2 min read

5 key failures at an aquatic centre result in $80,000 fine

The dangers of deficient risk assessments were highlighted in a recent prosecution of the Logan City Council in relation to an incident where a Council employee received an electric shock when cleaning a pool with a metal pole that struck overhead powerlines.


In 2022, the Council operated an aquatic centre where pools would be cleaned using a vacuum manoeuvred around the bottom of the pool by an aluminium pole attached to it. The vacuum was connected by an electrical lead and battery. Above the back of the pool, there were uninsulated overhead powerlines. Due to the level of the voltage, the powerlines required an exclusion zone of 3 metres for untrained persons.

On 20 February 2022, a worker employed by the Council to be a lifeguard and supervisor was cleaning a pool using an aluminium pool pole. The pole was extended and was approximately 1 metre from the edge of the pool. The pole connected with the overhead powerlines, causing the worker to receive an electric shock. As a result, the worker was unable to move for 5–10 minutes, and he suffered minor electrical burns to his leg and foot.


After the incident, it was identified that the Council had failed to implement control measures, such as:

  • completing a risk assessment in relation to the pool cleaning procedure;
  • implementing a safe system of work for cleaning the pool;
  • requiring workers to use low-risk cleaning equipment;
  • mandating clear exclusion zones with warning signs; and
  • providing training and supervision to its workers.

The Council was charged under section 40C of the Electrical Safety 2002 (Qld) (Act) for failing to comply with its primary health and safety duty pursuant to section 30 of the Act.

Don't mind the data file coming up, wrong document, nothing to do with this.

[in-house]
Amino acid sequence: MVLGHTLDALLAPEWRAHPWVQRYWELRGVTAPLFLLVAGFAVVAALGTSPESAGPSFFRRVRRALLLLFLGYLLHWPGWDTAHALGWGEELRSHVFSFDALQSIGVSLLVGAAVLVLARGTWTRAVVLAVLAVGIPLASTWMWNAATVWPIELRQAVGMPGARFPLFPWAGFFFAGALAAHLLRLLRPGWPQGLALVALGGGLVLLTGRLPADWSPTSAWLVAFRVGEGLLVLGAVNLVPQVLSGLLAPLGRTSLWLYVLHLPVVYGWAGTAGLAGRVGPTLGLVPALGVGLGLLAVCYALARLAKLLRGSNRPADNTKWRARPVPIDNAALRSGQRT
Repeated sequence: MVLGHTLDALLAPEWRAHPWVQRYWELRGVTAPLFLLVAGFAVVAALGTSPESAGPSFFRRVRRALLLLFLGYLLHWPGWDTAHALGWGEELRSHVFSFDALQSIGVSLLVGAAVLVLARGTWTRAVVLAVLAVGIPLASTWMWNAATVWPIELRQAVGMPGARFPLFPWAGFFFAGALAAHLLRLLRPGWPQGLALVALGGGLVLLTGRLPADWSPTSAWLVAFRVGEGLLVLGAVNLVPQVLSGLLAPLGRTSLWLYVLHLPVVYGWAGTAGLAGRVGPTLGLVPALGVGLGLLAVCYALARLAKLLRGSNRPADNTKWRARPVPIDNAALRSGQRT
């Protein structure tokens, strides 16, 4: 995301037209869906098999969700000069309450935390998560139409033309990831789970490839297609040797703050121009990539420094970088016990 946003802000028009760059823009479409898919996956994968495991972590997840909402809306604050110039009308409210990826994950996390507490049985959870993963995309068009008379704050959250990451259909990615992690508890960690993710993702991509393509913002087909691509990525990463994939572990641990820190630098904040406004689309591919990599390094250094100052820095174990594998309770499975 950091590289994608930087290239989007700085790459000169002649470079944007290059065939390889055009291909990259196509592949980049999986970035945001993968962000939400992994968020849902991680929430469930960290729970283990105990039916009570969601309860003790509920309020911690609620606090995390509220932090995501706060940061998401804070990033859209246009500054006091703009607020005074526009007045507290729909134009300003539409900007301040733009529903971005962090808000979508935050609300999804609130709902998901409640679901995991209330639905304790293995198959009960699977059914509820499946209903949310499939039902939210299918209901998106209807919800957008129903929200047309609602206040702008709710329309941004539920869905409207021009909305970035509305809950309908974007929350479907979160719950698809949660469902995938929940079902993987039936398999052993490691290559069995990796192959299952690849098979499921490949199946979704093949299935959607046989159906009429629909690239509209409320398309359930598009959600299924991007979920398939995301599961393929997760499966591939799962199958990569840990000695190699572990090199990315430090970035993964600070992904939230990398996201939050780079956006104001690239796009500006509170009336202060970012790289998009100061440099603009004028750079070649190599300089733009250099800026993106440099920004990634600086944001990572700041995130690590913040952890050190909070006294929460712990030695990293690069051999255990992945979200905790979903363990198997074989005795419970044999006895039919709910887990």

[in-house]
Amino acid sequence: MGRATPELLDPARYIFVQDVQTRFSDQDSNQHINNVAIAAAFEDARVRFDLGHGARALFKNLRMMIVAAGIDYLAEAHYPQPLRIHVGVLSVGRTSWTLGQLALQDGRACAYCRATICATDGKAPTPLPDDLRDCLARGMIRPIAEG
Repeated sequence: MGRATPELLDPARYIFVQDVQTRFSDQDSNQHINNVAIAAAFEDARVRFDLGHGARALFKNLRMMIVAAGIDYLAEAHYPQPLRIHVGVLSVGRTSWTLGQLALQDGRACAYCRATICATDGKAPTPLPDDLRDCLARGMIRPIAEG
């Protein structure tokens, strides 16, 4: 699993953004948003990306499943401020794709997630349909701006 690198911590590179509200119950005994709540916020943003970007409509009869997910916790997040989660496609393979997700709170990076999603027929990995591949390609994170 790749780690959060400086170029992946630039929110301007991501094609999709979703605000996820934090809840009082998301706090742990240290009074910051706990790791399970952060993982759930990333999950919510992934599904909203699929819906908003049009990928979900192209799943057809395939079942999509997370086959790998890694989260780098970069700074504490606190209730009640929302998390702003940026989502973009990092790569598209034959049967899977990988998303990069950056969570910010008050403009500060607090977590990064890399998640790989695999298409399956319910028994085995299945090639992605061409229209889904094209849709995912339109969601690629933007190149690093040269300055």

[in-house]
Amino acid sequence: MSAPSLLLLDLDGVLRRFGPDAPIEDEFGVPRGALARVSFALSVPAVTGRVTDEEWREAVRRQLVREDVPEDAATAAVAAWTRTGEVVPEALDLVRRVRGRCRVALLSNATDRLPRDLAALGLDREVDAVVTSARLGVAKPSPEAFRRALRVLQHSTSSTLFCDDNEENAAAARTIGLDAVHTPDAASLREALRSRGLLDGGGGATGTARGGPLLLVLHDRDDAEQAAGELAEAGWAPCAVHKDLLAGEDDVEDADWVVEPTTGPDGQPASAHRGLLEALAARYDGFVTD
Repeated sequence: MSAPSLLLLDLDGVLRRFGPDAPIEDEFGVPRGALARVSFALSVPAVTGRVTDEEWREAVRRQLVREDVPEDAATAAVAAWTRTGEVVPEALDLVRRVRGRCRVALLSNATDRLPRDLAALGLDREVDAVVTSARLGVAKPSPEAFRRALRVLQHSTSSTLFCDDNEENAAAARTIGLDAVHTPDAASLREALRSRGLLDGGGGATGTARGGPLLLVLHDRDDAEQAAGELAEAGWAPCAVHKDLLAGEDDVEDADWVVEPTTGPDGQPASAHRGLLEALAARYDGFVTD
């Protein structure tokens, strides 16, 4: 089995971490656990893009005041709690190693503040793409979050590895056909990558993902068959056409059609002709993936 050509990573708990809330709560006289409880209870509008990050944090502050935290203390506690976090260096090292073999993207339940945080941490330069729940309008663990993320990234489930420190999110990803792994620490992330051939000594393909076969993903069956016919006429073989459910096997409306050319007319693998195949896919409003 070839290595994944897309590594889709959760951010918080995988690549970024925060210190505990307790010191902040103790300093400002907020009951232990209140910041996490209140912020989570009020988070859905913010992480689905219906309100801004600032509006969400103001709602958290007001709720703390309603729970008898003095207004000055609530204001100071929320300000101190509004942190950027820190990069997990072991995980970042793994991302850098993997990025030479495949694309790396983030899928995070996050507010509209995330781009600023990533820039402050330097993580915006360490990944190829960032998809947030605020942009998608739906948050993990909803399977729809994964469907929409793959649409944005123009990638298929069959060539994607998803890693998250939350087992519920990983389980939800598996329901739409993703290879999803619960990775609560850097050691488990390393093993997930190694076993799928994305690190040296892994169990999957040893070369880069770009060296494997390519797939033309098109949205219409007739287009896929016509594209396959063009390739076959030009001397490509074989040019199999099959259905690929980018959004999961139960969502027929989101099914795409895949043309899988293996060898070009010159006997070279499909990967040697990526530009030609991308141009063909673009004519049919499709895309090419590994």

During sentencing, the Magistrate considered that there was a high probability of the risk resulting in an injury and the measures to be implemented to control the risk were not cumbersome. He also acknowledged the fact that the worker was still on leave due to the impact of the incident.

The Court also noted the following mitigating factors:

  • the Council had entered an early plea of guilty;
  • it had an exemplary history of serving the community;
  • it had made some enquiries about the safety of the overhead powerlines; and
  • there were some procedures in place (although they were largely deficient).

The Council was ordered to pay a fine of $80,000 and to pay the defendant compensation in the amount of $5,000. A conviction was not recorded.


If a company is operating near or using electrical equipment, it has an absolute duty to ensure that a risk assessment is undertaken, to identify and then implement a safe work method to address the risk of electric shock. 

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